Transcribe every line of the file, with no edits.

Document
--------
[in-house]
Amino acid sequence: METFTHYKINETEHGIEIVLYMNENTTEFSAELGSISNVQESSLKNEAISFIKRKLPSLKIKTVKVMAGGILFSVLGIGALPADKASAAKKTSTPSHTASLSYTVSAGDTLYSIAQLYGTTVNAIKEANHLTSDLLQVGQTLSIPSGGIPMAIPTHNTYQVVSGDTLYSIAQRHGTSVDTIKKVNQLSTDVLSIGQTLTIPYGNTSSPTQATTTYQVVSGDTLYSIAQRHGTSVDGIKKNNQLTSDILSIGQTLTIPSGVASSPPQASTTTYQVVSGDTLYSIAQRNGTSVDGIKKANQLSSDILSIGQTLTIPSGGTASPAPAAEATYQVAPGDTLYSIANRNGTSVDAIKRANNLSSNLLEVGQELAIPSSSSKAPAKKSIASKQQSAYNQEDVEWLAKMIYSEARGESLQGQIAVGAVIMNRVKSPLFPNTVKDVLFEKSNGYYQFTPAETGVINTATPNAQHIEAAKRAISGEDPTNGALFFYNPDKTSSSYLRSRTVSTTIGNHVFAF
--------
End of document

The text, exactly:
[in-house]
Amino acid sequence: METFTHYKINETEHGIEIVLYMNENTTEFSAELGSISNVQESSLKNEAISFIKRKLPSLKIKTVKVMAGGILFSVLGIGALPADKASAAKKTSTPSHTASLSYTVSAGDTLYSIAQLYGTTVNAIKEANHLTSDLLQVGQTLSIPSGGIPMAIPTHNTYQVVSGDTLYSIAQRHGTSVDTIKKVNQLSTDVLSIGQTLTIPYGNTSSPTQATTTYQVVSGDTLYSIAQRHGTSVDGIKKNNQLTSDILSIGQTLTIPSGVASSPPQASTTTYQVVSGDTLYSIAQRNGTSVDGIKKANQLSSDILSIGQTLTIPSGGTASPAPAAEATYQVAPGDTLYSIANRNGTSVDAIKRANNLSSNLLEVGQELAIPSSSSKAPAKKSIASKQQSAYNQEDVEWLAKMIYSEARGESLQGQIAVGAVIMNRVKSPLFPNTVKDVLFEKSNGYYQFTPAETGVINTATPNAQHIEAAKRAISGEDPTNGALFFYNPDKTSSSYLRSRTVSTTIGNHVFAF